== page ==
• Time for a change? The ability of horses to adapt to new conditions

    I’m not a big fan of change. Some might say that this is because I’m at a certain stage of life. You know the one. The balding, fat and post-forty phase. The fact is though I’ve never really liked change. The adventure of foreign travel to me has always been stressful. Why waste your precious holiday time by going somewhere new when you know the place you went last year will be hard to beat? For the same reasons I also like to eat at the same restaurants when I go out. The last time I tried anywhere new I got food poisoning. For these reasons I’m suspicious of change, and especially when the only reason for making a change is because someone tells you ‘it’s time for a change’. Racehorses appear to share my view on life. Unfortunately their trainers keep on insisting that they need to embrace change and keeping trying out for them new race classes, new going or new distances. The data suggests that change is seldom profitable when it comes to horses encountering new race conditions.

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  • Can you quantify bad luck in running?

    There are a great number of betting systems on horse racing that are based around a horse’s previous finishing positions. I recall that one of the first systems that I ever read was based around such a method.

    The system cost me twenty-five quid and it involved awarding points according to where the horse had finished in its last two races. As you would expect the maximum number of points were awarded to the horse that had finished first in its last two starts. A horse could only score points if it had finished in the first four. No other form factors were considered

    However, this system took form figures at their face value. What about bad luck in running ? Wuld a horse have recorded a higher finishing position with a clear run in the race? This then got me thinking about whether I could come up with a way of re-calculating form figures to take account of bad luck in running. Here are the results of my research.

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  • The weight-for-age allowance in handicap chases

    In mid-December Paul Nicholls won the Caspian Caviar Gold Cup at Cheltenham with a four-year-old chaser called Frodon. The odds of reward were a tasty 14-1. This wasn’t the only time that Nicholls has won a big handicap chase with a four-year-old. Indeed he won the same race with another four-year-old novice called Unionise in 2012. The seven pound weight allowance that Frodon received at Cheltenham made all the difference because in a tight finish he beat Aso by 1 ½ lengths, with a further head back to the favourite Village Vic. On the basis of one pound equalling one length over jumps then had Frodon not had his weight-for-age allowance then he would have finished no better than sixth!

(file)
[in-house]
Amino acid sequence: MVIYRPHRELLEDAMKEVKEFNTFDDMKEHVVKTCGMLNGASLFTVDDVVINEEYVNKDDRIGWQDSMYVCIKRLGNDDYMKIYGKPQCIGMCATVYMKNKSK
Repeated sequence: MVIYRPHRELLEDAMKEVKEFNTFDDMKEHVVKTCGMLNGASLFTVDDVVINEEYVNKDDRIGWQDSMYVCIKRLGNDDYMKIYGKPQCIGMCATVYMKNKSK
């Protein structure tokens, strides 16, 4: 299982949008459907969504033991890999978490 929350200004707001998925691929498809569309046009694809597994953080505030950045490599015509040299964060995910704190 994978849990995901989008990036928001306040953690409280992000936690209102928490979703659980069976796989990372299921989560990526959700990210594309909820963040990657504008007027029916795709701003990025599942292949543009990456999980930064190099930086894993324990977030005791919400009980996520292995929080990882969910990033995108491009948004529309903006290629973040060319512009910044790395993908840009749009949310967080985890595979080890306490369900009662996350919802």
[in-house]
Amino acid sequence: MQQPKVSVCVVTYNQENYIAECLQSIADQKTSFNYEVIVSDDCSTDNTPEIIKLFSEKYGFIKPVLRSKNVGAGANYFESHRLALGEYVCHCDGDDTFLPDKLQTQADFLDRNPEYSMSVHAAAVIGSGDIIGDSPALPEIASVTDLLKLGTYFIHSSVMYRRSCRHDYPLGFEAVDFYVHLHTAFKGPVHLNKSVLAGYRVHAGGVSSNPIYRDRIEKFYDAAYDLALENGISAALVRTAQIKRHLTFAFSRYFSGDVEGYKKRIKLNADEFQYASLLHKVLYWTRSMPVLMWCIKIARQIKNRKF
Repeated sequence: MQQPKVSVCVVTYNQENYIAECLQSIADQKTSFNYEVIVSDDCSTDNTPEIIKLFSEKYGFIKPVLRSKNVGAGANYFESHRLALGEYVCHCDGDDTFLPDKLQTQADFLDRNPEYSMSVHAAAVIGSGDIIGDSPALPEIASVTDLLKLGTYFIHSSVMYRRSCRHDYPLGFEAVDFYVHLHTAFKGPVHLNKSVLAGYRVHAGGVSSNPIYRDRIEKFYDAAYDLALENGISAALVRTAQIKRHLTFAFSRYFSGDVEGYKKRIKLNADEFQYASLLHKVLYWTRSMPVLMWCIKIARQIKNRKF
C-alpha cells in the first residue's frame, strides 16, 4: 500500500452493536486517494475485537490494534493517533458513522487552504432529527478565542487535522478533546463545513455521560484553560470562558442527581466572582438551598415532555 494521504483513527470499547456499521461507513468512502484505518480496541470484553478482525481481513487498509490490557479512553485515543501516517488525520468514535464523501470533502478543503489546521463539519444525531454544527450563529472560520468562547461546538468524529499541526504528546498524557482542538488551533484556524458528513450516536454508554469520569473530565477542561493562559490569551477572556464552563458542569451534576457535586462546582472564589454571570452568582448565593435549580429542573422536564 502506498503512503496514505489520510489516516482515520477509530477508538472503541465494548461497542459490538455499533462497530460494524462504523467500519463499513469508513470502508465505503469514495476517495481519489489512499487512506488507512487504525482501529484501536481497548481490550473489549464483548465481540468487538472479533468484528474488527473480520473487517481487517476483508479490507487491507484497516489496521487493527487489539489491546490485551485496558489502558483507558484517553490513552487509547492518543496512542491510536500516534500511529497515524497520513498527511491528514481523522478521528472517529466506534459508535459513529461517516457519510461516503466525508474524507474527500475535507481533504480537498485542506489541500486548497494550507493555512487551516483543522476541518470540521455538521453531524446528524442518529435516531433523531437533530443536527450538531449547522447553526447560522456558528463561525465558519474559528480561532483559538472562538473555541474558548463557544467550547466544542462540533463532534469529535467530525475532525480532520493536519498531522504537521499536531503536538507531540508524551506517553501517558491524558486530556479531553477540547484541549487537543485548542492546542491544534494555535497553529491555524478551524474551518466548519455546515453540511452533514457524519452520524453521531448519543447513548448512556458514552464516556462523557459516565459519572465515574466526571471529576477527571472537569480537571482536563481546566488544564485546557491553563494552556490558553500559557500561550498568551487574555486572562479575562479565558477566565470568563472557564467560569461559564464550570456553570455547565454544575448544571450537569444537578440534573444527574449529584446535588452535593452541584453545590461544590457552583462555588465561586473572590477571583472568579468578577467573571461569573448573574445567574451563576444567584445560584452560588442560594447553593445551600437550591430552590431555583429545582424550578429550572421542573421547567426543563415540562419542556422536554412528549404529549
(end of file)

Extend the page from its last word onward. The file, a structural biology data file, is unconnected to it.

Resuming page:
This got me thinking about the four-year old weight-for-age allowance in handicap chases. Do the statistics show an advantage for horses of this age?

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  • Profitable systems for the festive period

    A couple of years ago we shared with you two simple systems for the big races run over the Christmas period, namely for the Christmas Hurdle and the King George VI Chase. The question is how have they done?

    The first thing to say is that as the systems have been previously published, and haven’t been changed then they aren’t simply systems that have been back fitted to past results. In a back fitted system the selection rules are manipulated to account for a sample of previous results. For instance if the system developer finds that his or her system picks a loser, the rules are then changed slightly to eliminate this selection. Similarly some rules are changed to accommodate a long-priced winner. This process is repeated until the system produces a respectable number of winners and a decent level of profitability on past results. These are the types of systems developed by either people who don’t know how to develop profitable systems or, if they are selling the systems commercially, are trying to take a few people in. The tell tale sign of a back fitted system is fantastic results, with plenty of long-priced winners. In the case of the King George and Christmas Hurdle systems we know they are definitely not back-fitted. Does this though mean that they haven’t worked? We’ll leave that question for now and for the benefit of new readers I’ll start by giving the details of the systems themselve.

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  • Is Nicky Henderson still the trainer to follow in December?

    Nicky Henderson has been in the news recently for all the wrong reasons. He has had a torrid time of late with first the forced retirement of the brilliant Sprinter Sacre and then, worse still, the death at Cheltenham of the talented chaser Simonsig. November has certainly been a cruel month for Henderson and the team at Seven Barrows stables. They must be sincerely hoping that December will be better, and that the stable will enjoy its usual good form in the festive month.

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